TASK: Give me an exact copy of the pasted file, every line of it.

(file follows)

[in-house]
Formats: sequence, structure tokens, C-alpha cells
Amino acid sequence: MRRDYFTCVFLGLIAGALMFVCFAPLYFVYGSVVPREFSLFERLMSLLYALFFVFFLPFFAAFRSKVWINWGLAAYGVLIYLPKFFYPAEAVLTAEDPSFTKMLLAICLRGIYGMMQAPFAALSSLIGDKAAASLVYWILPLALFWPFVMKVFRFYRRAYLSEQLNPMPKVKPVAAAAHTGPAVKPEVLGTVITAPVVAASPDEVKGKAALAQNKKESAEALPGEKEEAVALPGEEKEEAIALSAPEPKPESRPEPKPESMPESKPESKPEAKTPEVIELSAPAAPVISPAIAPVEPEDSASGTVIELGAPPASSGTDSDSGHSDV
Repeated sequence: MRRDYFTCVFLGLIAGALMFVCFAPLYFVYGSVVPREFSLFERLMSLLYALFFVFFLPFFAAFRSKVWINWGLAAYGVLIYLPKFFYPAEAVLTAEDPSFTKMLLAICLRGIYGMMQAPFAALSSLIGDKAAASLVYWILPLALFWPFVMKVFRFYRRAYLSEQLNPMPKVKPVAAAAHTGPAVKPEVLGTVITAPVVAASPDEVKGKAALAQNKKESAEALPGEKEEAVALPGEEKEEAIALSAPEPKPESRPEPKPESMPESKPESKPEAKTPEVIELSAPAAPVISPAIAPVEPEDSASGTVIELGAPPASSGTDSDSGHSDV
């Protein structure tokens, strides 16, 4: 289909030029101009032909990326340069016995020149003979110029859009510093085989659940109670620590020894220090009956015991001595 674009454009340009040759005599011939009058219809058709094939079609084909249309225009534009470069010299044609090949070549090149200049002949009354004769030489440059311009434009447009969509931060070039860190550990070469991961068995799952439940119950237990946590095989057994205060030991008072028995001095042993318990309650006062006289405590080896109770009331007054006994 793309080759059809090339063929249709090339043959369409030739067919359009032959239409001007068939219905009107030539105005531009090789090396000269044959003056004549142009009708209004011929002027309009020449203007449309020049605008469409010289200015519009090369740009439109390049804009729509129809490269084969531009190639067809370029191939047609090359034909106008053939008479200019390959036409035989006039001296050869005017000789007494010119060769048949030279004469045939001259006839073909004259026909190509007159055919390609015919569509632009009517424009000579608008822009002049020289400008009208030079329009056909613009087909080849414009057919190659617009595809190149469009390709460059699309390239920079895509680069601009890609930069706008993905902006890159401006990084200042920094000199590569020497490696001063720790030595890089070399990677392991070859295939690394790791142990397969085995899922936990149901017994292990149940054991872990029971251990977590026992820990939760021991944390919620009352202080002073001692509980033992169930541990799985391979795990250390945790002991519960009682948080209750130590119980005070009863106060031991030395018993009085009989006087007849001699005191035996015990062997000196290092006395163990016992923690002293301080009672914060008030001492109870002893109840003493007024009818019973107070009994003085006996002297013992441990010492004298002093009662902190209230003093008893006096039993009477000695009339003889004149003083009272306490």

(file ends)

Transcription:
[in-house]
Formats: sequence, structure tokens, C-alpha cells
Amino acid sequence: MRRDYFTCVFLGLIAGALMFVCFAPLYFVYGSVVPREFSLFERLMSLLYALFFVFFLPFFAAFRSKVWINWGLAAYGVLIYLPKFFYPAEAVLTAEDPSFTKMLLAICLRGIYGMMQAPFAALSSLIGDKAAASLVYWILPLALFWPFVMKVFRFYRRAYLSEQLNPMPKVKPVAAAAHTGPAVKPEVLGTVITAPVVAASPDEVKGKAALAQNKKESAEALPGEKEEAVALPGEEKEEAIALSAPEPKPESRPEPKPESMPESKPESKPEAKTPEVIELSAPAAPVISPAIAPVEPEDSASGTVIELGAPPASSGTDSDSGHSDV
Repeated sequence: MRRDYFTCVFLGLIAGALMFVCFAPLYFVYGSVVPREFSLFERLMSLLYALFFVFFLPFFAAFRSKVWINWGLAAYGVLIYLPKFFYPAEAVLTAEDPSFTKMLLAICLRGIYGMMQAPFAALSSLIGDKAAASLVYWILPLALFWPFVMKVFRFYRRAYLSEQLNPMPKVKPVAAAAHTGPAVKPEVLGTVITAPVVAASPDEVKGKAALAQNKKESAEALPGEKEEAVALPGEEKEEAIALSAPEPKPESRPEPKPESMPESKPESKPEAKTPEVIELSAPAAPVISPAIAPVEPEDSASGTVIELGAPPASSGTDSDSGHSDV
């Protein structure tokens, strides 16, 4: 289909030029101009032909990326340069016995020149003979110029859009510093085989659940109670620590020894220090009956015991001595 674009454009340009040759005599011939009058219809058709094939079609084909249309225009534009470069010299044609090949070549090149200049002949009354004769030489440059311009434009447009969509931060070039860190550990070469991961068995799952439940119950237990946590095989057994205060030991008072028995001095042993318990309650006062006289405590080896109770009331007054006994 793309080759059809090339063929249709090339043959369409030739067919359009032959239409001007068939219905009107030539105005531009090789090396000269044959003056004549142009009708209004011929002027309009020449203007449309020049605008469409010289200015519009090369740009439109390049804009729509129809490269084969531009190639067809370029191939047609090359034909106008053939008479200019390959036409035989006039001296050869005017000789007494010119060769048949030279004469045939001259006839073909004259026909190509007159055919390609015919569509632009009517424009000579608008822009002049020289400008009208030079329009056909613009087909080849414009057919190659617009595809190149469009390709460059699309390239920079895509680069601009890609930069706008993905902006890159401006990084200042920094000199590569020497490696001063720790030595890089070399990677392991070859295939690394790791142990397969085995899922936990149901017994292990149940054991872990029971251990977590026992820990939760021991944390919620009352202080002073001692509980033992169930541990799985391979795990250390945790002991519960009682948080209750130590119980005070009863106060031991030395018993009085009989006087007849001699005191035996015990062997000196290092006395163990016992923690002293301080009672914060008030001492109870002893109840003493007024009818019973107070009994003085006996002297013992441990010492004298002093009662902190209230003093008893006096039993009477000695009339003889004149003083009272306490």